Minister launches Fieldwork on Survey of Lifestyle, Attitudes and Nutrition Survey
The Department of Health and Children has commissioned 10,000 interviews to collect data on the health and lifestyle behaviour of adults in Ireland.
Speaking at the launch of the fieldwork phase of the 2006 Survey of Lifestyle, Attitudes and Nutrition, Mr. Sean Power T.D., Minister of State at the Department of Health and Children, commented that “This mammoth undertaking is designed to provide us with vital data on key health and lifestyle behaviours like smoking, alcohol use, nutrition and physical activity. It also allows us to identify behaviour trends nationally and with regional breakdowns, and will ultimately help us provide more focused health promotion services to the most appropriate segments of the population.”
It is widely accepted that the lifestyle choices of individuals have a direct impact on their physical and mental well-being, and these choices and behaviours can be influenced or determined by many factors such as age, sex, socio-economic group, income or living conditions. To ensure that health promotion policies and initiatives are effective it is crucial that the information on which these policies are developed is accurate and up to date.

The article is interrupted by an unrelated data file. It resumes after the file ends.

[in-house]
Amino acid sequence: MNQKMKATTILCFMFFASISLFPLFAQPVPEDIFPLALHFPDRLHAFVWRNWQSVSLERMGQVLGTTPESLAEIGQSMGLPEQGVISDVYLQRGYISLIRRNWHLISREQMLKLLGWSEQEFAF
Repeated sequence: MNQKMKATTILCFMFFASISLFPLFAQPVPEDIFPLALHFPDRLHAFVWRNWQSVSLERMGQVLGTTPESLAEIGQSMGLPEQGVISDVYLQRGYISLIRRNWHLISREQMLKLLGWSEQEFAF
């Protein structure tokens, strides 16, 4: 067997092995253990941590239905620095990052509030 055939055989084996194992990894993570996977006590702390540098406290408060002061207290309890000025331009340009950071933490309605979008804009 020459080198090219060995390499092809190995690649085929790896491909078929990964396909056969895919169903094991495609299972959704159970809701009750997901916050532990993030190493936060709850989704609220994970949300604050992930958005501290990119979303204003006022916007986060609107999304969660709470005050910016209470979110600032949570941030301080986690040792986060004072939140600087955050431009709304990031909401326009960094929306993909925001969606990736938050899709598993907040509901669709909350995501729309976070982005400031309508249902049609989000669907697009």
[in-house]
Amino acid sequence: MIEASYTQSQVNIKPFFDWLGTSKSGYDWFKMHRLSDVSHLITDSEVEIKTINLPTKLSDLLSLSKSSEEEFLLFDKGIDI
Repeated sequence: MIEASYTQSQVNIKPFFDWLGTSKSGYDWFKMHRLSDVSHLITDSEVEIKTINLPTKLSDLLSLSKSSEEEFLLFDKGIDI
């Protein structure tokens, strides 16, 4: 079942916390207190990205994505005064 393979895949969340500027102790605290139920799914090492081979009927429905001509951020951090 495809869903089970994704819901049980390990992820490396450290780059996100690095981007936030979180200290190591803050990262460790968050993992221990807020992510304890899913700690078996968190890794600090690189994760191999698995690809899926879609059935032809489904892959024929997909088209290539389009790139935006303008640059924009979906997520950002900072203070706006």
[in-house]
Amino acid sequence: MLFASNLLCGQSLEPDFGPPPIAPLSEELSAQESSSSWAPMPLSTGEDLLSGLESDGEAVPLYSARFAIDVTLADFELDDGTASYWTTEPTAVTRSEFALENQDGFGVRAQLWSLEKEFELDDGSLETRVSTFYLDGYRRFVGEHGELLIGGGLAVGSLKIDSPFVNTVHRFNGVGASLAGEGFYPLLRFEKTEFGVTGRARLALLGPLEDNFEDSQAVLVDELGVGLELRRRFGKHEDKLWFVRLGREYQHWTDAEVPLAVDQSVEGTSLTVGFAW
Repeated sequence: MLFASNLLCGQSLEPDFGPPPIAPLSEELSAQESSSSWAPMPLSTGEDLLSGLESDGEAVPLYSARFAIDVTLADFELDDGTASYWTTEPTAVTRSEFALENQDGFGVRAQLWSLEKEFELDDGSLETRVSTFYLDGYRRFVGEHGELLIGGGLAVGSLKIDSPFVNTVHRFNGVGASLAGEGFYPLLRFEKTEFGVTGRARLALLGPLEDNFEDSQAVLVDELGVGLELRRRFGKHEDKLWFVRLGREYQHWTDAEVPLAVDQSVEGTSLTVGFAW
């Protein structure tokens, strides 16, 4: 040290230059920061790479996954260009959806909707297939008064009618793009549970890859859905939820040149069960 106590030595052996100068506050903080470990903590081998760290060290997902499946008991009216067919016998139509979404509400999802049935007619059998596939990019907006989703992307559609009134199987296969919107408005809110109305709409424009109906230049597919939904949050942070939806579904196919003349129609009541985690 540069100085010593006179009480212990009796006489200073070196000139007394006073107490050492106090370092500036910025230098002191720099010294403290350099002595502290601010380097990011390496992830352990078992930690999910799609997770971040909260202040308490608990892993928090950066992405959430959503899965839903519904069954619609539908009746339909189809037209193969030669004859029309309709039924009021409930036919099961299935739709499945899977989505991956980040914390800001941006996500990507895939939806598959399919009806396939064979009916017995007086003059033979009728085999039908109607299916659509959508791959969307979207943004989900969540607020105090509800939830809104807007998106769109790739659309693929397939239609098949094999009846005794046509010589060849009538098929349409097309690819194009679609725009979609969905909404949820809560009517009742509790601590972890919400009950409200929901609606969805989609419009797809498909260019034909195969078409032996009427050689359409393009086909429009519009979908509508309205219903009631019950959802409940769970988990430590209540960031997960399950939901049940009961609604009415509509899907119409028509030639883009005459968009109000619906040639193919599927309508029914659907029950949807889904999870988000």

The Survey of Lifestyle, Attitudes and Nutrition of adults in Ireland was first commissioned in 1998 by the Department of Health and Children to address this lack of data. The surveys are undertaken at four yearly intervals, and continue to produce reliable baseline data for a representative cross-section of the adult population. The results of the survey will inform policy development and priority setting at national and regional levels as well as providing a basis for making all-island and international comparisons with the obvious benefit of adapting initiatives and interventions from abroad to meet our needs here.
Some of the important health issues to be considered in SLAN 06 are the impact of the smoking ban since the last survey, the level of physical activity in adults and food choices and places of consumption. A team from the Royal College of Surgeons in Ireland, the Economic and Social Research Institute, University College Cork and NUI Galway will conduct the project. Project leader Professor Hannah McGee from the Royal College of Surgeons said they were particularly pleased to have the opportunity to undertake detailed 1,500 physical examinations as part of the project. These examinations will provide important information on the risk of lifestyle-related diseases in the general population.
Minister Power continued with a cautionary note that the survey would “only be successful if people are willing to give their time to the interviewers to undertake the survey” and emphasised that “the information they provide will contribute to the planning process for better and more appropriate health and health promotion services around the country”. He urged people if approached by the survey team to co-operate with this important research project.